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Movie Review: 'The Listener' starring Tessa Thompson

It's an exceptional one woman show for Tessa Thompson in The Listener.

By Sean PatrickPublished 19 days ago 4 min read
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The Listener (2024)

Directed by Steve Buscemi

Written by Alessandro Camon

Starring Tessa Thompson

Release Date March 29th, 2024

Published March 27th, 2024

The Listener is one of the last of the COVID movies. The film stars Tessa Thompson as the only on screen performance, playing a suicide hotline operator. You can sense the social distancing guidelines, the loneliness hangs in every frame, and the memory is still fresh for us all. For many of us those memories are of finding ways to connect with people from a distance. That's the subtext of The Listener, the desperate desire we all have to feel heard, understood, and cared for by someone.

Beth, not her real name, lives alone. She works the overnight period, that time when the world is supposed to grow quiet. It's rarely quiet for Beth as her phone rings throughout the night as lonely, scared, suicidal people call her looking for a reason to stay alive for another day. If this is a burden to Beth, she doesn't let on, even in scenes where she's not on the phone she appears serene and resigned to what her life is.

On this night on which we observe Beth as a fly on the wall, with a microphone on the phone, we will watch and listen as Beth talks with an array of lonely misfits and mentally ill, traumatized individuals trying to decide if they should harm themselves or others. None of Beth's calls are the same even as more than one comes from former soldiers struggling with the effects of PTSD.

As Beth listens to her callers she draws what she thinks they might look like and pencils out little drawings reflecting their stories. We don't see all of these drawings but the ones we do see are lovely and evocative. It's a rare glimpse into Beth's private life, the one place you can sense the real Beth behind the professionally trained listener turned counselor/therapist. The drawings are a rare drop of the professional veil.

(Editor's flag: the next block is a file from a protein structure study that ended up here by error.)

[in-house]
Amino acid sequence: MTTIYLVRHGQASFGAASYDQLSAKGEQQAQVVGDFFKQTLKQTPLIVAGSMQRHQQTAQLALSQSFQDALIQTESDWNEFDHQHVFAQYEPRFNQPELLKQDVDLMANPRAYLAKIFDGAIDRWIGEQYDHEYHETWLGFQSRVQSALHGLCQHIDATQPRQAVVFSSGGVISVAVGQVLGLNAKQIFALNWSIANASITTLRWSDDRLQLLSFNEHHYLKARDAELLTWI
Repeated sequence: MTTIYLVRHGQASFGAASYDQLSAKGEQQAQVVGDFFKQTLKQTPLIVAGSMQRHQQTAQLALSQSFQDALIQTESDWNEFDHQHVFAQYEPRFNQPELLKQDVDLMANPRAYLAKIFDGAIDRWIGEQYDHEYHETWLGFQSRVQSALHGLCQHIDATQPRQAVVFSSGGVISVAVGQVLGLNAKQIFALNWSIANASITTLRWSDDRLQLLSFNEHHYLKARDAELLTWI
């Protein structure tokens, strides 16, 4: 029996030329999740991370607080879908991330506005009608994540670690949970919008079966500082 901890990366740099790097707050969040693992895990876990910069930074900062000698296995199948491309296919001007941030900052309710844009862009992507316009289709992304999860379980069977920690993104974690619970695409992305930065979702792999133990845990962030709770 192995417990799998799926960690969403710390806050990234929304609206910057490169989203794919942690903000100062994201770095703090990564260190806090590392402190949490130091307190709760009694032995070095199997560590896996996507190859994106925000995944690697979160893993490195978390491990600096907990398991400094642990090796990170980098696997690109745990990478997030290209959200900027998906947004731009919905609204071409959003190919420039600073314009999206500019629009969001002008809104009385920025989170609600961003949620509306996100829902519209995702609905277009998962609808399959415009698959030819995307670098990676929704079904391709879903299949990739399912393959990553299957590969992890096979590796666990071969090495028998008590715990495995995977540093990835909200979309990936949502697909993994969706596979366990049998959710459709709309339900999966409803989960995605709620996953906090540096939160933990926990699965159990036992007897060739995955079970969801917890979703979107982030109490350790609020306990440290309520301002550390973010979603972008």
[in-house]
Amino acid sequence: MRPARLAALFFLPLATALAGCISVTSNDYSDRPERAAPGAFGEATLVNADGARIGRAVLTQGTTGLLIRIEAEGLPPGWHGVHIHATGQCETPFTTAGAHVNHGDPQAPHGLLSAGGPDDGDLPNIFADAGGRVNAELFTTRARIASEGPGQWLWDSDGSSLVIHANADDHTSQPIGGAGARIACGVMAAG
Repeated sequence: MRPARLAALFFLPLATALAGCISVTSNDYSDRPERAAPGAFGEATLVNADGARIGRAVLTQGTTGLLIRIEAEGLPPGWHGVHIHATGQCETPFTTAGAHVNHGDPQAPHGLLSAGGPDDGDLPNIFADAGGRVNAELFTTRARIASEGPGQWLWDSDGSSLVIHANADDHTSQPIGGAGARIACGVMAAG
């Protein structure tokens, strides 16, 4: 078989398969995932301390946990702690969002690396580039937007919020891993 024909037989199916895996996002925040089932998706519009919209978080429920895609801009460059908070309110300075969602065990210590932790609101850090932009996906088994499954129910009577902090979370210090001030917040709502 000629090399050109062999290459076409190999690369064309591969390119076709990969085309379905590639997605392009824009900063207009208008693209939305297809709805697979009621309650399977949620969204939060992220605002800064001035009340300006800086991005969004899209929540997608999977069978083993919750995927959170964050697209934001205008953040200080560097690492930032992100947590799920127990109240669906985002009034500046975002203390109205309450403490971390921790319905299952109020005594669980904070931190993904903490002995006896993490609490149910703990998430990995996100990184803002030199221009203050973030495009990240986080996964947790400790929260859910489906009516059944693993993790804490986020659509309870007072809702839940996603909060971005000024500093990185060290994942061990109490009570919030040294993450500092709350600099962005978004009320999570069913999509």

The centerpiece conversation in The Listener involves a caller voiced by the brilliantly talented Rebecca Hall. We may not see Hall but her voice work is impeccable, bringing Hall's many brilliant, in-person performances to mind as she unwinds a twisty tale of a woman reaching middle age and struggling for a reason to keep struggling. The chemistry between Thompson and Hall is palpable as they parry and thrust their way through a sticky conversation that is quite implicitly about the caller's desire to end things.

All the while, director Steve Buscemi doesn't keep his camera too busy. A lesser director would be eager to push the camera around and try to force the visual aspects to make up for the lack of physical action. Thompson does pace about when she talks but we're still talking about one location and one actor. Buscemi's patient approach, moving the camera in a subtle fashion to help audiences mentally map the apartment and have a spatial awareness of the set, is just right for this material. It's an exceptionally well directed film, technically sound but not overly ambitious.

Buscemi knows that the dynamic nature of The Listener will come from his star and he's chosen his star well. Thompson has a wonderfully empathetic manner. She has a lovely face with thoughtful eyes and a honey dripping voice. Her physicality, the way she stands, walks, doodles, these are the only actions in the movie and they all feel natural. When she's seated she's direct and involved. When she's moving, she's giving into nerves a little. These subtle physical choices ground the film and give the character dimension that you'd miss if you weren't looking for it. Sometimes the best acting comes when you don't notice the acting happening. That's Tessa Thompson in The Listener.

Find my archive of more than 20 years and more than 2000 movie reviews at SeanattheMovies.blogspot.com. Find my modern review archive on my Vocal Profile, linked here. Follow me on Twitter at PodcastSean. Follow the archive blog on Twitter at SeanattheMovies. Listen to me talk about movies on the I Hate Critics Movie Review Podcast. If you have enjoyed what you have read, consider subscribing to my writing on Vocal. If you'd like to support my writing, you can do so by making a monthly pledge or by leavng a one time tip. Thanks!

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About the Creator

Sean Patrick

Hello, my name is Sean Patrick He/Him, and I am a film critic and podcast host for the I Hate Critics Movie Review Podcast I am a voting member of the Critics Choice Association, the group behind the annual Critics Choice Awards.

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  • Mariann Carroll19 days ago

    I got to watch this movie, thanks for this review….. You are my movie review , go to

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